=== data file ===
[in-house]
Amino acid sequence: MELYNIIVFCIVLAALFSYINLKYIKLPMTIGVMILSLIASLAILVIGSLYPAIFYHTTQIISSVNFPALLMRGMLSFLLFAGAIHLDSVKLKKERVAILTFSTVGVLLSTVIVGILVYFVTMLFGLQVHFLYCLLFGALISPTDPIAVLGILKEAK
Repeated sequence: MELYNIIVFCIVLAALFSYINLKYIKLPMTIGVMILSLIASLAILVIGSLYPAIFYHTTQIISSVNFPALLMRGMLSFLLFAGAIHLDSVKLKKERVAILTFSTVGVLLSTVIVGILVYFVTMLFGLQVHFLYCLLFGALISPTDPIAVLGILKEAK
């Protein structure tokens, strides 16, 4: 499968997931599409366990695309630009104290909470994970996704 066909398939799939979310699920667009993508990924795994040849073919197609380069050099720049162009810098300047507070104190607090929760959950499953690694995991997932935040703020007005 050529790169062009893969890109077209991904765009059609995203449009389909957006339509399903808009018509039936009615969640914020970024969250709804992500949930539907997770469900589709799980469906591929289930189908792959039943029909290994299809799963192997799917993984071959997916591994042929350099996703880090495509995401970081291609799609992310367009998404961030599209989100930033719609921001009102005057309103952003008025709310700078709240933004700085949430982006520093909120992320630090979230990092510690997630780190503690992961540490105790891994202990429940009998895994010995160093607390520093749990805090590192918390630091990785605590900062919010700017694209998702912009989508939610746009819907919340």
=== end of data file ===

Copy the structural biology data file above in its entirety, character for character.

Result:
[in-house]
Amino acid sequence: MELYNIIVFCIVLAALFSYINLKYIKLPMTIGVMILSLIASLAILVIGSLYPAIFYHTTQIISSVNFPALLMRGMLSFLLFAGAIHLDSVKLKKERVAILTFSTVGVLLSTVIVGILVYFVTMLFGLQVHFLYCLLFGALISPTDPIAVLGILKEAK
Repeated sequence: MELYNIIVFCIVLAALFSYINLKYIKLPMTIGVMILSLIASLAILVIGSLYPAIFYHTTQIISSVNFPALLMRGMLSFLLFAGAIHLDSVKLKKERVAILTFSTVGVLLSTVIVGILVYFVTMLFGLQVHFLYCLLFGALISPTDPIAVLGILKEAK
């Protein structure tokens, strides 16, 4: 499968997931599409366990695309630009104290909470994970996704 066909398939799939979310699920667009993508990924795994040849073919197609380069050099720049162009810098300047507070104190607090929760959950499953690694995991997932935040703020007005 050529790169062009893969890109077209991904765009059609995203449009389909957006339509399903808009018509039936009615969640914020970024969250709804992500949930539907997770469900589709799980469906591929289930189908792959039943029909290994299809799963192997799917993984071959997916591994042929350099996703880090495509995401970081291609799609992310367009998404961030599209989100930033719609921001009102005057309103952003008025709310700078709240933004700085949430982006520093909120992320630090979230990092510690997630780190503690992961540490105790891994202990429940009998895994010995160093607390520093749990805090590192918390630091990785605590900062919010700017694209998702912009989508939610746009819907919340």